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Why the Future of Fintech is Collaborative
Michael Bodson, President and CEO, DTCC

THE UK is fast becoming one of the world's leading fintech centers. So it was fitting that, last week, investors, consultants, multinationals, startups and entrepreneurs gathered in London's East End for FinTech Week 2015: an event where attendees could share ideas, network and, most importantly, do business together.

The expo focused on how to address the most difficult challenges faced by financial firms and their clients, such as the rise of alternative finance, an increasingly complex regulatory environment, and transformational shifts in how we invest, borrow and bank.

This year, we also saw the government reinforce the growing importance of fintech with the appointment of a special envoy, Eileen Burbidge (now also chair of Tech City UK), charged with promoting and encouraging investment in London's booming industry. Recent figures show that the UK fintech industry was worth £20bn in 2014, with £342m of investment flowing into the sector during the year. This was accompanied by the announcement that the UK plans to create 100,000 new fintech jobs by 2020, almost doubling the current total of 135,000. But these developments also hold potential for established financial services companies.

Collaboration to address the many challenges facing the industry will be fundamental to ensuring the long term health of the financial sector. It's a topic that comes up regularly in my conversations with clients - the need for financial firms, market infrastructures and regulatory agencies to work together to mitigate risk, enhance efficiencies, increase productivity, reduce costs and, ultimately, bring greater stability to the global financial system. There are many issues where the interests of all three groups are aligned. An important lesson learned from the past 40 years within capital markets is the need for firms to collaborate across operational boundaries. In the 1970s, for example, the volume of paper-based transactions in US securities reached 15m per day, meaning post-trade certificates were stacked ceiling high in dusty and often inaccessible rooms. Brokers would physically exchange securities certificates and payments, which were ferried from one person to another.

These processes were in dire need of both automation and simplification. "The Paperwork Crisis" was solved by the formation of The Depository Trust & Clearing Corporation (DTCC), a user-owned cooperative that automated, centralized and standardized processes in the capital markets, such as clearing and settlement. In this case, industry participants recognised that centralising functions within a market utility could provide enormous economies of scale to drive down processing costs while also mitigating risk.

We have seen this phenomenon play out many times during our 20 years of operations in London. Collaboration creates opportunities to evolve existing models for the better, and enables the industry to remain competitive by enhancing operating efficiencies. The fact that a UK bank recently started allowing customers to pay retailers through the use of Twitter handles speaks volumes about the ability of traditional financial institutions to reinvent themselves and the way they do business. Newer technologies, like blockchain and distributed ledgers, are intriguing as we explore ways to leverage them to further drive down post-trade risks and costs, while still meeting the high standards established through decades of market regulation and practices.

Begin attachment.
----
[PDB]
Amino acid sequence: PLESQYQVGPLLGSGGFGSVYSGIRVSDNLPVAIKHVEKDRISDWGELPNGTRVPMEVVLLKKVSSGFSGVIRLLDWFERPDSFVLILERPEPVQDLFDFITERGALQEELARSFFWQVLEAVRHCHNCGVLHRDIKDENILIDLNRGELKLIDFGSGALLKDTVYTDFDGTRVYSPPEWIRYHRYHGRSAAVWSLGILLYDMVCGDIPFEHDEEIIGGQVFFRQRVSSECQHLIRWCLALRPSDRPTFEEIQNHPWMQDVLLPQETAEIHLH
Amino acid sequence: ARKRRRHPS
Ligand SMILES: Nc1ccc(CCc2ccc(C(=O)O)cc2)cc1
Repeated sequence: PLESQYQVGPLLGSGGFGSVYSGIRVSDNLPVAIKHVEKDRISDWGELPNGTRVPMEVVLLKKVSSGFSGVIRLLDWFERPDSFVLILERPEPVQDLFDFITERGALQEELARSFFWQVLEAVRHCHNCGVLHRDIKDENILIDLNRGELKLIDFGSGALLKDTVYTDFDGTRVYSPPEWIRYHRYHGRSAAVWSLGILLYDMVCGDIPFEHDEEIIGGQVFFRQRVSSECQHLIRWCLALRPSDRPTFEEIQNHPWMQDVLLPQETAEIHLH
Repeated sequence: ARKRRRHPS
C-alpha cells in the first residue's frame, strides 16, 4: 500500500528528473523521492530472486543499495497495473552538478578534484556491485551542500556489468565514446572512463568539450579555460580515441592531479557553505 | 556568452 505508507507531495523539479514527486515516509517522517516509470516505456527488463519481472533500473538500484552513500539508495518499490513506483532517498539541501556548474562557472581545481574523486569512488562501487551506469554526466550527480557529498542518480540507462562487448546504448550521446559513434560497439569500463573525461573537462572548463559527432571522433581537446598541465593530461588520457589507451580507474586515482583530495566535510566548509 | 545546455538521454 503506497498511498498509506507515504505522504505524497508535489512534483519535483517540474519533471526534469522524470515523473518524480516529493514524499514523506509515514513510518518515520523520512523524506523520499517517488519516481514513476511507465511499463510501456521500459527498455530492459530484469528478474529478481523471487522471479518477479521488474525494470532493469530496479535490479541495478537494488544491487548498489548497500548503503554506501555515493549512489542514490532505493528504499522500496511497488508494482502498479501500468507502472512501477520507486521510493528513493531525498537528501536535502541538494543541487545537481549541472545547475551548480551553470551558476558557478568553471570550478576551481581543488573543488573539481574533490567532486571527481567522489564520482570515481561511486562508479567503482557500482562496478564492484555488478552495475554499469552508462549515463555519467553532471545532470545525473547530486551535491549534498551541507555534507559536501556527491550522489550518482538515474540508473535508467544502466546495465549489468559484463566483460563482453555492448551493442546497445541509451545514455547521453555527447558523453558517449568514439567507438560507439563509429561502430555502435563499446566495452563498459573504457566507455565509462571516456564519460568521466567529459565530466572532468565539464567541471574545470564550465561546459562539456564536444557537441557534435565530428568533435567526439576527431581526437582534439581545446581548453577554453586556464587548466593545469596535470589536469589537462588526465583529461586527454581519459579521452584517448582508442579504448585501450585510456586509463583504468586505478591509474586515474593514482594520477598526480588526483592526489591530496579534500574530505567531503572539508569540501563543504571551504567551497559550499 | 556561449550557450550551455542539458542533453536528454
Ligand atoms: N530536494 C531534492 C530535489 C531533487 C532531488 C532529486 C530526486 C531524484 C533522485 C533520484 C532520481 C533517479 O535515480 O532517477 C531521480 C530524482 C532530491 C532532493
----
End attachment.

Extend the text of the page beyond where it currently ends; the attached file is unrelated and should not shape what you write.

The key is to have a deep understanding of what clients want and how to be innovative in delivering new solutions. As in the past, this will lead to the continued evolution of financial technology, the operational processes of financial transactions and, on a bigger scale, financial markets themselves.

While systemic risks to the financial system are numerous and unpredictable in nature, coordinated action, underpinned by the latest technology, has already shown itself to be an effective way to maintain market integrity. For example, the reporting of derivatives transactions to trade repositories to enhance transparency and help mitigate systemic risk in the global derivatives market, or the implementation of kill switches - essentially circuit breakers to stop trading when sudden abnormal patterns emerge - developed in response to 2010's "Flash Crash", are key initiatives which will improve the resilience of the financial system.

Unfortunately, as technology continues to evolve, cyber risk is increasingly a major concern voiced by professionals across the financial sector. Despite rising levels of investment in cyber security, the number and destructive nature of attacks is growing. To combat these risks, we need a truly coordinated approach involving both the private and the public sectors across industries and national borders, as well as employing fintech to help improve information sharing and processes. The industry must defend itself collectively or risk failing individually.

In an environment where new regulations and heightened capital requirements are creating many challenges for the financial industry, there is a significant incentive and opportunity for firms to collaborate, by developing solutions that not only enhance efficiencies and mitigate systemic and operational risks, but also reduce costs for all market participants.

This article first appeared in City AM on September 23, 2015.